In December, Raleigh Mayor Charles Meeker held a press conference to present dozens of "shovel ready" infrastructure projects that could help create jobs under then-President-elect Obama's stimulus plan (see the full list below). Now that the president has unveiled that plan and congress passed it last week, city leaders are scaling back their hopes for stimulus money.
The mayor asked City Manager Russell Allen to track the stimulus bill and push for Raleigh's share. In an interview last week, Allen said most of the projects in the mayor's package won't qualify for stimulus funding. Allen said new CAT busses and a "much needed maintenance facility" could qualify for money from the funds sent to the state out of the stimulus bill.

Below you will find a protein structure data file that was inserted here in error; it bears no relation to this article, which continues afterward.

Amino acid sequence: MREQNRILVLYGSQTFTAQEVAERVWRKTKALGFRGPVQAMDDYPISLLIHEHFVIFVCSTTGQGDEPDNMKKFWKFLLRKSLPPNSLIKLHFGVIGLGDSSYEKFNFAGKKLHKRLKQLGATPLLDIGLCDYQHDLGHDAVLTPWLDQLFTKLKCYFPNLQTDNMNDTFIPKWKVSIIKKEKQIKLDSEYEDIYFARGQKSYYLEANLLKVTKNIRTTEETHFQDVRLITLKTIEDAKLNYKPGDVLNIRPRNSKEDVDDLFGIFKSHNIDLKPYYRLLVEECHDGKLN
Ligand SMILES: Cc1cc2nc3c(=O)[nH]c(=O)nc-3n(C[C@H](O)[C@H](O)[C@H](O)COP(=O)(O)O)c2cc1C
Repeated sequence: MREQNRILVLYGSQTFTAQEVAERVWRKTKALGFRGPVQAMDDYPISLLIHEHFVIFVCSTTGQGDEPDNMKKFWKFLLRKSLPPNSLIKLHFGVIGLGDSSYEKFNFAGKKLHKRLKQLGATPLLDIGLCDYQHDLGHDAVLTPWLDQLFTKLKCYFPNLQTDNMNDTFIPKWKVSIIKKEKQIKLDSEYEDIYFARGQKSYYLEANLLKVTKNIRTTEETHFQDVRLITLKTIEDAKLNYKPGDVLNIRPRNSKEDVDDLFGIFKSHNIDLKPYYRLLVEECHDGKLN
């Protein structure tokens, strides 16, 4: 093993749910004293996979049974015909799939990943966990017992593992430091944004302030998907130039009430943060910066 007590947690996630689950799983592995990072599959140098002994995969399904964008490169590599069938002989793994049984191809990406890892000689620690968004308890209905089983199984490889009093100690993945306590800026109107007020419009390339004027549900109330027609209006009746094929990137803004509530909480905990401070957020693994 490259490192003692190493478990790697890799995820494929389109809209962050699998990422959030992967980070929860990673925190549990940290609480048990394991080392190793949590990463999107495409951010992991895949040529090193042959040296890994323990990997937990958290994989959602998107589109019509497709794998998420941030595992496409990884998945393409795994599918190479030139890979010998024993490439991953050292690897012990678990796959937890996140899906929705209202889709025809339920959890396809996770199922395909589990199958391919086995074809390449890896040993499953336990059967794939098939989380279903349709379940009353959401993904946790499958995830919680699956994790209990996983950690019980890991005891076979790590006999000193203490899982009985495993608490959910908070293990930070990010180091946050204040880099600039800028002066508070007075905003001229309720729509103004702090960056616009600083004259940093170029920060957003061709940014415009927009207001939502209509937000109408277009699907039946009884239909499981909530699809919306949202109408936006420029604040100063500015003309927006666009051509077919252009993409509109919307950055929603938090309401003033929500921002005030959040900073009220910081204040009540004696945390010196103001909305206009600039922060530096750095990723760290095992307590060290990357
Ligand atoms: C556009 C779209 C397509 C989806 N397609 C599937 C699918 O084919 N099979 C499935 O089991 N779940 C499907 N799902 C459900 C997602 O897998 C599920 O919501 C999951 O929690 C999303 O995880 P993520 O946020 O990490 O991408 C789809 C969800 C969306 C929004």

Allen said that he doubts funds will be available for major building projects like The Clarence Lightner Public Safety Center, the new tower slated to replace the current police headquarters, "but we will try."
"We're still tracking it," Allen said, adding, "We don't have all the answers at this point." Allen said he's staying in touch with the state's legislative delegation in Washington and looking for new grant programs from state and federal agencies. Some of those agencies, Allen said, are asking for project lists from city and local governments and Raleigh will send in project proposals as those opportunities become available.
Allen said he still hopes to get what he called "green money" to fund sustainability projects at city facilities.
Governor Bev Perdue recently appointed former Raleigh manager and state Department of Health and Human Services head Dempsey Benton to oversee the $6.1 billion the state received out of the stimulus plan.